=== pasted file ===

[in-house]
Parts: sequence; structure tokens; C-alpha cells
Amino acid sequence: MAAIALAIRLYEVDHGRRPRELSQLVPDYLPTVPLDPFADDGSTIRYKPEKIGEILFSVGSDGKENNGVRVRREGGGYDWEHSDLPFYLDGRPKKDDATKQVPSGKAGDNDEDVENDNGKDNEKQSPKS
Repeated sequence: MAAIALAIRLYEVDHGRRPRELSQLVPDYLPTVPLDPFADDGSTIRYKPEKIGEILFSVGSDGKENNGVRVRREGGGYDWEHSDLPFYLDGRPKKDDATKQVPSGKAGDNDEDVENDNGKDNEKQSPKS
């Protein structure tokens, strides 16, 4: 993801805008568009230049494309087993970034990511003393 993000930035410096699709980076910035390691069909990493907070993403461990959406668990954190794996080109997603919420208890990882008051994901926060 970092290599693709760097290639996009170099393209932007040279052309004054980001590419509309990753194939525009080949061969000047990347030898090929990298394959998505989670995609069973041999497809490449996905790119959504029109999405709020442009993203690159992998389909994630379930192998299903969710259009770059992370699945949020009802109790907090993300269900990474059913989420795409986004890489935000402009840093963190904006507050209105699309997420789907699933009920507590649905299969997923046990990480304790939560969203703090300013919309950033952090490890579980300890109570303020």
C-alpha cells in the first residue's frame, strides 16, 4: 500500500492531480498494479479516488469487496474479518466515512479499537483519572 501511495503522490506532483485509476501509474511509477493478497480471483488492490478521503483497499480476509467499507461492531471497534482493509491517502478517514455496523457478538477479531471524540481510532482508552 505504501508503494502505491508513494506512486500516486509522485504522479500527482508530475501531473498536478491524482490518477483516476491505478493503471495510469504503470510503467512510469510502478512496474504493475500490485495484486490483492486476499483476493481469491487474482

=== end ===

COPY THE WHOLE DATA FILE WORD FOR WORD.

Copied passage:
[in-house]
Parts: sequence; structure tokens; C-alpha cells
Amino acid sequence: MAAIALAIRLYEVDHGRRPRELSQLVPDYLPTVPLDPFADDGSTIRYKPEKIGEILFSVGSDGKENNGVRVRREGGGYDWEHSDLPFYLDGRPKKDDATKQVPSGKAGDNDEDVENDNGKDNEKQSPKS
Repeated sequence: MAAIALAIRLYEVDHGRRPRELSQLVPDYLPTVPLDPFADDGSTIRYKPEKIGEILFSVGSDGKENNGVRVRREGGGYDWEHSDLPFYLDGRPKKDDATKQVPSGKAGDNDEDVENDNGKDNEKQSPKS
């Protein structure tokens, strides 16, 4: 993801805008568009230049494309087993970034990511003393 993000930035410096699709980076910035390691069909990493907070993403461990959406668990954190794996080109997603919420208890990882008051994901926060 970092290599693709760097290639996009170099393209932007040279052309004054980001590419509309990753194939525009080949061969000047990347030898090929990298394959998505989670995609069973041999497809490449996905790119959504029109999405709020442009993203690159992998389909994630379930192998299903969710259009770059992370699945949020009802109790907090993300269900990474059913989420795409986004890489935000402009840093963190904006507050209105699309997420789907699933009920507590649905299969997923046990990480304790939560969203703090300013919309950033952090490890579980300890109570303020």
C-alpha cells in the first residue's frame, strides 16, 4: 500500500492531480498494479479516488469487496474479518466515512479499537483519572 501511495503522490506532483485509476501509474511509477493478497480471483488492490478521503483497499480476509467499507461492531471497534482493509491517502478517514455496523457478538477479531471524540481510532482508552 505504501508503494502505491508513494506512486500516486509522485504522479500527482508530475501531473498536478491524482490518477483516476491505478493503471495510469504503470510503467512510469510502478512496474504493475500490485495484486490483492486476499483476493481469491487474482